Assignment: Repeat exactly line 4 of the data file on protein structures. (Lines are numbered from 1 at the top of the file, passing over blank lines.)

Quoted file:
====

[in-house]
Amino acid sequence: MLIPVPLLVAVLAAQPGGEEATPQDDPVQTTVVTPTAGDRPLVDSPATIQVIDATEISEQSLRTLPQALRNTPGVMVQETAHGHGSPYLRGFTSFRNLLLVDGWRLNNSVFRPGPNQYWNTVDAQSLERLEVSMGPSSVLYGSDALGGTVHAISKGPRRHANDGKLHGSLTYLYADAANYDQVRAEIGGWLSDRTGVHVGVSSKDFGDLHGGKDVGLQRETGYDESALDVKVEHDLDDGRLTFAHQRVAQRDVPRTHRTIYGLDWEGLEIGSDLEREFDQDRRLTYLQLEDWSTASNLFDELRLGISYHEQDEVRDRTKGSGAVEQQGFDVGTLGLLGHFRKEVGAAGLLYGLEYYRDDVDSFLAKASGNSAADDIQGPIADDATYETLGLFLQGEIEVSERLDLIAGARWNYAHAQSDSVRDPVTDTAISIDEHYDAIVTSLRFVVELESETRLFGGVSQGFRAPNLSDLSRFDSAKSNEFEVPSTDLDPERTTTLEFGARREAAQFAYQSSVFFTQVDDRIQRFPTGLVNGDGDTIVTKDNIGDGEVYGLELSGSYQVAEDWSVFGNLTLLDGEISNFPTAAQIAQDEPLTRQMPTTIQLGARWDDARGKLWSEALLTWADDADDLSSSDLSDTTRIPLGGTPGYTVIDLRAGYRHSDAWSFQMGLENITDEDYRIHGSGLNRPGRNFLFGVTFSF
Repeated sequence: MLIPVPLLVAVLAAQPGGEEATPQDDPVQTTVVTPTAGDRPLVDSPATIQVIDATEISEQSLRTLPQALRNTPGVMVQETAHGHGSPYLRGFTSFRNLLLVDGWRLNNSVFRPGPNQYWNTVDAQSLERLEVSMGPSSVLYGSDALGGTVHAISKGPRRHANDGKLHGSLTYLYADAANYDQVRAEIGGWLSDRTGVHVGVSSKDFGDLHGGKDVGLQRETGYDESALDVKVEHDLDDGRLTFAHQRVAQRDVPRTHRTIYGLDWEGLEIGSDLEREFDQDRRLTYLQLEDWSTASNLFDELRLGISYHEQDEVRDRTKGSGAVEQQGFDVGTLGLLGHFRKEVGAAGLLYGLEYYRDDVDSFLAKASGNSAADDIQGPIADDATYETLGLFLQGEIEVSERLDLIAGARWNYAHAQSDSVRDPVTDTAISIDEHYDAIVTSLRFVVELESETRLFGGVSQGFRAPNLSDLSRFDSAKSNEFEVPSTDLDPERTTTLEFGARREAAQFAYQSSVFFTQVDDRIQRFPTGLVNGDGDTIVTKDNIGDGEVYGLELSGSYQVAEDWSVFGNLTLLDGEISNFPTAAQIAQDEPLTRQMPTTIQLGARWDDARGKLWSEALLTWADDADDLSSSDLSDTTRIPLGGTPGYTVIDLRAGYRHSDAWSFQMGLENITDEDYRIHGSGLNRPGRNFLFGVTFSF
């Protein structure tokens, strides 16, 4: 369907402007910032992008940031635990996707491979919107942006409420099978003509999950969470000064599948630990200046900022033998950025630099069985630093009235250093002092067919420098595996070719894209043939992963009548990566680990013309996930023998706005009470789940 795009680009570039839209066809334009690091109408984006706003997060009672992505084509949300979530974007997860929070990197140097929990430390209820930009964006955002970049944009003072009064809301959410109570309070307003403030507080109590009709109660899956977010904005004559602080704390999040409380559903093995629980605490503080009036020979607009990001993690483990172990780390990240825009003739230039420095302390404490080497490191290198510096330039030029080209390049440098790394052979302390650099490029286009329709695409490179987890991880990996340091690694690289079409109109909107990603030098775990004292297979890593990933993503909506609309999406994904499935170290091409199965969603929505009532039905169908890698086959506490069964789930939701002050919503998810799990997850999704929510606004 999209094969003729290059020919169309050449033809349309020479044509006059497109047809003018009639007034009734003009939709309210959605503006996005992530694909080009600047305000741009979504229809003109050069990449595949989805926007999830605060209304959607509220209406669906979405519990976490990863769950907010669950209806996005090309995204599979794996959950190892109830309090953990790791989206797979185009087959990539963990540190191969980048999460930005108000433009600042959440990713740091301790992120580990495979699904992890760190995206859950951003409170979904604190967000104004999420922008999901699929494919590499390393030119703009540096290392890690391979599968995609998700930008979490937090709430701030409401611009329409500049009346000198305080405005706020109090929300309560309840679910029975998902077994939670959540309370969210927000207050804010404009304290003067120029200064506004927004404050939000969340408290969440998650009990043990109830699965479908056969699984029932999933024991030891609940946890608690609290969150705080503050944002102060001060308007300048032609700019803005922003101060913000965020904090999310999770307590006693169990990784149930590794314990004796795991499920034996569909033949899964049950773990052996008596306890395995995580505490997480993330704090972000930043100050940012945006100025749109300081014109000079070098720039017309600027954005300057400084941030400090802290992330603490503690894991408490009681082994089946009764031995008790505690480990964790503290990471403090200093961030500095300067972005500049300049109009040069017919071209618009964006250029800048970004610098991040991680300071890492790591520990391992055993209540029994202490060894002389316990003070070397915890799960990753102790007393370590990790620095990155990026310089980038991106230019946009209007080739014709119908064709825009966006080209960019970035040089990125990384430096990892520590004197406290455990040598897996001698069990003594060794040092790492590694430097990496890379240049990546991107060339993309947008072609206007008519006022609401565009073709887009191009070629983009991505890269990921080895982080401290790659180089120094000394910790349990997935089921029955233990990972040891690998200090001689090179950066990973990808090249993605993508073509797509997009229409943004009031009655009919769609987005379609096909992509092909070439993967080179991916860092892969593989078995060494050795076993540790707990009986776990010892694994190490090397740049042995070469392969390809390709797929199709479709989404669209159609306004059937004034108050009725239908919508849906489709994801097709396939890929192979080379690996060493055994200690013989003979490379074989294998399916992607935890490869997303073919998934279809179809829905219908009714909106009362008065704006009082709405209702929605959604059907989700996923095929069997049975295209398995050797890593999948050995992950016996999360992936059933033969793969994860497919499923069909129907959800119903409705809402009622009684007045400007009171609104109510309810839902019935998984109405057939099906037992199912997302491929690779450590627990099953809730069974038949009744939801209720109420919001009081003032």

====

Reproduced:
């Protein structure tokens, strides 16, 4: 369907402007910032992008940031635990996707491979919107942006409420099978003509999950969470000064599948630990200046900022033998950025630099069985630093009235250093002092067919420098595996070719894209043939992963009548990566680990013309996930023998706005009470789940 795009680009570039839209066809334009690091109408984006706003997060009672992505084509949300979530974007997860929070990197140097929990430390209820930009964006955002970049944009003072009064809301959410109570309070307003403030507080109590009709109660899956977010904005004559602080704390999040409380559903093995629980605490503080009036020979607009990001993690483990172990780390990240825009003739230039420095302390404490080497490191290198510096330039030029080209390049440098790394052979302390650099490029286009329709695409490179987890991880990996340091690694690289079409109109909107990603030098775990004292297979890593990933993503909506609309999406994904499935170290091409199965969603929505009532039905169908890698086959506490069964789930939701002050919503998810799990997850999704929510606004 999209094969003729290059020919169309050449033809349309020479044509006059497109047809003018009639007034009734003009939709309210959605503006996005992530694909080009600047305000741009979504229809003109050069990449595949989805926007999830605060209304959607509220209406669906979405519990976490990863769950907010669950209806996005090309995204599979794996959950190892109830309090953990790791989206797979185009087959990539963990540190191969980048999460930005108000433009600042959440990713740091301790992120580990495979699904992890760190995206859950951003409170979904604190967000104004999420922008999901699929494919590499390393030119703009540096290392890690391979599968995609998700930008979490937090709430701030409401611009329409500049009346000198305080405005706020109090929300309560309840679910029975998902077994939670959540309370969210927000207050804010404009304290003067120029200064506004927004404050939000969340408290969440998650009990043990109830699965479908056969699984029932999933024991030891609940946890608690609290969150705080503050944002102060001060308007300048032609700019803005922003101060913000965020904090999310999770307590006693169990990784149930590794314990004796795991499920034996569909033949899964049950773990052996008596306890395995995580505490997480993330704090972000930043100050940012945006100025749109300081014109000079070098720039017309600027954005300057400084941030400090802290992330603490503690894991408490009681082994089946009764031995008790505690480990964790503290990471403090200093961030500095300067972005500049300049109009040069017919071209618009964006250029800048970004610098991040991680300071890492790591520990391992055993209540029994202490060894002389316990003070070397915890799960990753102790007393370590990790620095990155990026310089980038991106230019946009209007080739014709119908064709825009966006080209960019970035040089990125990384430096990892520590004197406290455990040598897996001698069990003594060794040092790492590694430097990496890379240049990546991107060339993309947008072609206007008519006022609401565009073709887009191009070629983009991505890269990921080895982080401290790659180089120094000394910790349990997935089921029955233990990972040891690998200090001689090179950066990973990808090249993605993508073509797509997009229409943004009031009655009919769609987005379609096909992509092909070439993967080179991916860092892969593989078995060494050795076993540790707990009986776990010892694994190490090397740049042995070469392969390809390709797929199709479709989404669209159609306004059937004034108050009725239908919508849906489709994801097709396939890929192979080379690996060493055994200690013989003979490379074989294998399916992607935890490869997303073919998934279809179809829905219908009714909106009362008065704006009082709405209702929605959604059907989700996923095929069997049975295209398995050797890593999948050995992950016996999360992936059933033969793969994860497919499923069909129907959800119903409705809402009622009684007045400007009171609104109510309810839902019935998984109405057939099906037992199912997302491929690779450590627990099953809730069974038949009744939801209720109420919001009081003032």